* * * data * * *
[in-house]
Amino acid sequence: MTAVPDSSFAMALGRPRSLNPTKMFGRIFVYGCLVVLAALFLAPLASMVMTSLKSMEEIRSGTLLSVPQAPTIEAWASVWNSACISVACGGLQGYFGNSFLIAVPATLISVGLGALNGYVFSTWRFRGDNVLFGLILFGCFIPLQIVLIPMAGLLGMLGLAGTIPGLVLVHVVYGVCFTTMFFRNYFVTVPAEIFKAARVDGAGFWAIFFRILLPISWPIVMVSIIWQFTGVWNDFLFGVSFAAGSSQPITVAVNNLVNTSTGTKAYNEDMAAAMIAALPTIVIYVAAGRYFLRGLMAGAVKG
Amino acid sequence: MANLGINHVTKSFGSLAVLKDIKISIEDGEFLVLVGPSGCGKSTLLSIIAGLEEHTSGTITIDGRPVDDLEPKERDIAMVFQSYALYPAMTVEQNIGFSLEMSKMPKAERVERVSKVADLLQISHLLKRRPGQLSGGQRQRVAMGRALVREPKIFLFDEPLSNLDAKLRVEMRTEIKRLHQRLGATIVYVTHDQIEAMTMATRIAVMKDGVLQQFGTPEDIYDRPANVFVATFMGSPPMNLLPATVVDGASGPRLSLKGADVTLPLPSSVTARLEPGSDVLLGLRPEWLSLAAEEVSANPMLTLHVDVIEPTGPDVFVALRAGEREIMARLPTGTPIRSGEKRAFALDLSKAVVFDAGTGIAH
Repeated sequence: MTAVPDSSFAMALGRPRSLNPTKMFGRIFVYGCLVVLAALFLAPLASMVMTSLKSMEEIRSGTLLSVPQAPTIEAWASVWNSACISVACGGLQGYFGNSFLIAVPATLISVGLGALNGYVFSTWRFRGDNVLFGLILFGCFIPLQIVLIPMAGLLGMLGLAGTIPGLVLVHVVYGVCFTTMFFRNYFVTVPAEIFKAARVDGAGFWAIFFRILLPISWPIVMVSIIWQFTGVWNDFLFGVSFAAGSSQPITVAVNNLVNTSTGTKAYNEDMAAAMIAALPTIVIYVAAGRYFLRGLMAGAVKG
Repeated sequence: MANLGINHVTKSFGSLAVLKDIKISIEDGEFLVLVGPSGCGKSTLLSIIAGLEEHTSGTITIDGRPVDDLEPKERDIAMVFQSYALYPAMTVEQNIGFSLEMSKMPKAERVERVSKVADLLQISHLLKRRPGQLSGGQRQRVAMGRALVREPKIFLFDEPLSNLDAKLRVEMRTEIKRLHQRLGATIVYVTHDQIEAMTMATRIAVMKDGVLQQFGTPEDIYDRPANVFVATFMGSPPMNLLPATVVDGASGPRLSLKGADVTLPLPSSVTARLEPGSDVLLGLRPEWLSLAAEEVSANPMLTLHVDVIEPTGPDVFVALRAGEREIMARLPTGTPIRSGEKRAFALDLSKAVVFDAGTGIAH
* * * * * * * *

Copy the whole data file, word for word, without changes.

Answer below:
[in-house]
Amino acid sequence: MTAVPDSSFAMALGRPRSLNPTKMFGRIFVYGCLVVLAALFLAPLASMVMTSLKSMEEIRSGTLLSVPQAPTIEAWASVWNSACISVACGGLQGYFGNSFLIAVPATLISVGLGALNGYVFSTWRFRGDNVLFGLILFGCFIPLQIVLIPMAGLLGMLGLAGTIPGLVLVHVVYGVCFTTMFFRNYFVTVPAEIFKAARVDGAGFWAIFFRILLPISWPIVMVSIIWQFTGVWNDFLFGVSFAAGSSQPITVAVNNLVNTSTGTKAYNEDMAAAMIAALPTIVIYVAAGRYFLRGLMAGAVKG
Amino acid sequence: MANLGINHVTKSFGSLAVLKDIKISIEDGEFLVLVGPSGCGKSTLLSIIAGLEEHTSGTITIDGRPVDDLEPKERDIAMVFQSYALYPAMTVEQNIGFSLEMSKMPKAERVERVSKVADLLQISHLLKRRPGQLSGGQRQRVAMGRALVREPKIFLFDEPLSNLDAKLRVEMRTEIKRLHQRLGATIVYVTHDQIEAMTMATRIAVMKDGVLQQFGTPEDIYDRPANVFVATFMGSPPMNLLPATVVDGASGPRLSLKGADVTLPLPSSVTARLEPGSDVLLGLRPEWLSLAAEEVSANPMLTLHVDVIEPTGPDVFVALRAGEREIMARLPTGTPIRSGEKRAFALDLSKAVVFDAGTGIAH
Repeated sequence: MTAVPDSSFAMALGRPRSLNPTKMFGRIFVYGCLVVLAALFLAPLASMVMTSLKSMEEIRSGTLLSVPQAPTIEAWASVWNSACISVACGGLQGYFGNSFLIAVPATLISVGLGALNGYVFSTWRFRGDNVLFGLILFGCFIPLQIVLIPMAGLLGMLGLAGTIPGLVLVHVVYGVCFTTMFFRNYFVTVPAEIFKAARVDGAGFWAIFFRILLPISWPIVMVSIIWQFTGVWNDFLFGVSFAAGSSQPITVAVNNLVNTSTGTKAYNEDMAAAMIAALPTIVIYVAAGRYFLRGLMAGAVKG
Repeated sequence: MANLGINHVTKSFGSLAVLKDIKISIEDGEFLVLVGPSGCGKSTLLSIIAGLEEHTSGTITIDGRPVDDLEPKERDIAMVFQSYALYPAMTVEQNIGFSLEMSKMPKAERVERVSKVADLLQISHLLKRRPGQLSGGQRQRVAMGRALVREPKIFLFDEPLSNLDAKLRVEMRTEIKRLHQRLGATIVYVTHDQIEAMTMATRIAVMKDGVLQQFGTPEDIYDRPANVFVATFMGSPPMNLLPATVVDGASGPRLSLKGADVTLPLPSSVTARLEPGSDVLLGLRPEWLSLAAEEVSANPMLTLHVDVIEPTGPDVFVALRAGEREIMARLPTGTPIRSGEKRAFALDLSKAVVFDAGTGIAH